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  • P-ISSN0023-3900
  • E-ISSN2733-9343

Online Learning Patterns and the Social Construction of U.S. Beef Imports in Korea: A Comparison of Three Online Communities

Korea Journal, (P)0023-3900; (E)2733-9343
2013, v.53 no.4, pp.107-140
https://doi.org/10.25024/kj.2013.53.4.107

(University of Salford)

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Abstract

This study examines the way that three groups of citizens (adolescents, housewives, and the politically active) socially constructed the mad-cow issue in Korea in 2008. In particular, the effects of political and social influences, group value systems, and online learning patterns are investigated. Quantitative data from three websites is combined with qualitative sources, including newspapers and online message boards. The results reveal that despite different learning patterns, adolescents focused on factual information while the other groups took a more interpretive approach, and all three groups initially constructed the issue as one of health security. However, following government announcements, politically active citizens came to see the issue through an anti-government lens. Rather than facilitating an improvement in understanding between the government and the politically active, government communication was instead the most influential external factor on the anti-government construction of the issue. This study suggests that active two-way communication between all parties involved, including the government, is needed to improve social learning, especially when it occurs in online communities.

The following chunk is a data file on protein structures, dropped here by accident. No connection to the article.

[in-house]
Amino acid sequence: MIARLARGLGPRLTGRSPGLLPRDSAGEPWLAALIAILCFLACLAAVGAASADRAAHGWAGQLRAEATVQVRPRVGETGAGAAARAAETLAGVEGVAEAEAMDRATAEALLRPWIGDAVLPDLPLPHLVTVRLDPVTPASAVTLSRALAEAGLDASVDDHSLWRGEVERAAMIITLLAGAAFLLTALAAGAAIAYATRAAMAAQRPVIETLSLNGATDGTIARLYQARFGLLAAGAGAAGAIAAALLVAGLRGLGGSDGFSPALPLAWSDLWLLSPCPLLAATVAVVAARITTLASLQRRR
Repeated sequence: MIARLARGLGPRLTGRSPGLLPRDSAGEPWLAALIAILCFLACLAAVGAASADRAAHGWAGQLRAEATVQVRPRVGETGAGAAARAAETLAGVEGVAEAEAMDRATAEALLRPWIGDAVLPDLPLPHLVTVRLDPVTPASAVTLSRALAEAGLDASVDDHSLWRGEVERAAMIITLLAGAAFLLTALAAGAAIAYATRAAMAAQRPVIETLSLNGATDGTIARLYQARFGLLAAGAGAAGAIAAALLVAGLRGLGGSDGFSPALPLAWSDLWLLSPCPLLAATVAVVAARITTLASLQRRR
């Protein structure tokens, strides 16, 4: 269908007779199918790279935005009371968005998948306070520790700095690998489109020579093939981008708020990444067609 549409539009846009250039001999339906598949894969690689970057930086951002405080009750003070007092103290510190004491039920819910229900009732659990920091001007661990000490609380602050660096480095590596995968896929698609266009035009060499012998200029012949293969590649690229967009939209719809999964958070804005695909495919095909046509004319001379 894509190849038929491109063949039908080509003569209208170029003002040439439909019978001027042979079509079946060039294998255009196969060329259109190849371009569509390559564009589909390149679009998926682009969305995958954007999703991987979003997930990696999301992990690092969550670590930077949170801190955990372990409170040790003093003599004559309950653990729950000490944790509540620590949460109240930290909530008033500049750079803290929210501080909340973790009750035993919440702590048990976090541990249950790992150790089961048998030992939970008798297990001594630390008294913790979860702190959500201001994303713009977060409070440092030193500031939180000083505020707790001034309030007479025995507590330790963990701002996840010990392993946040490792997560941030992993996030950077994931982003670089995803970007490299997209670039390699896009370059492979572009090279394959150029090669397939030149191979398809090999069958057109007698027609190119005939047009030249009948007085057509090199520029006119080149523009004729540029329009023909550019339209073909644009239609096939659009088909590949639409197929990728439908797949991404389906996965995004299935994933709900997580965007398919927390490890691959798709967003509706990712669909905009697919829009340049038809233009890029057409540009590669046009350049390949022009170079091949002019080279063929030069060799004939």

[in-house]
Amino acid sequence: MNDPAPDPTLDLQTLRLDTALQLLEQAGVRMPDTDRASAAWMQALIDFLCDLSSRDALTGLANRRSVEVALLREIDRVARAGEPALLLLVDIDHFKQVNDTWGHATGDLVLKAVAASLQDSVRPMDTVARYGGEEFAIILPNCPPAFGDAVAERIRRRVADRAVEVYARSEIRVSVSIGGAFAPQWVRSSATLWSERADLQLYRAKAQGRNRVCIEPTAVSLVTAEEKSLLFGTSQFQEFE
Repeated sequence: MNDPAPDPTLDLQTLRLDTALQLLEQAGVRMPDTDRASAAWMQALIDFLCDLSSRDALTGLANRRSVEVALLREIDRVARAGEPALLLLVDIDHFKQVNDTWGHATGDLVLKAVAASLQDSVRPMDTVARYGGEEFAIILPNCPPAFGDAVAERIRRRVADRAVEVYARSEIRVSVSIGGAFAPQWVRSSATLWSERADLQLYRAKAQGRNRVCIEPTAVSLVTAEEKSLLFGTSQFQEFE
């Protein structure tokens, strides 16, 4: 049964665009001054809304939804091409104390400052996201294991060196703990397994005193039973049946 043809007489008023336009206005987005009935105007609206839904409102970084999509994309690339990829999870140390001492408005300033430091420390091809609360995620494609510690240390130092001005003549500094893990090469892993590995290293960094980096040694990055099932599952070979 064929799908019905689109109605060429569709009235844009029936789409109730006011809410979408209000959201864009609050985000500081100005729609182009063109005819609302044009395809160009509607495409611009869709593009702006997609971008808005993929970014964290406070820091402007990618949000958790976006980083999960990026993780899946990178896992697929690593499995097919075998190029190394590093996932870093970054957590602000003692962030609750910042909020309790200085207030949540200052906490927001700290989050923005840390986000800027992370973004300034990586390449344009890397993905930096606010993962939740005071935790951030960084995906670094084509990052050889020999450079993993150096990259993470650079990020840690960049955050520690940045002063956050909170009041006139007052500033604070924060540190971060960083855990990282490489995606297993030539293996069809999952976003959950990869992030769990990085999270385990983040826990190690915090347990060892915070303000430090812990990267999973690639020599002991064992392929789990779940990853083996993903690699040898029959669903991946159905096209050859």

keywords
mad-cow disease online learning social construction adolescents housewives politically active citizens

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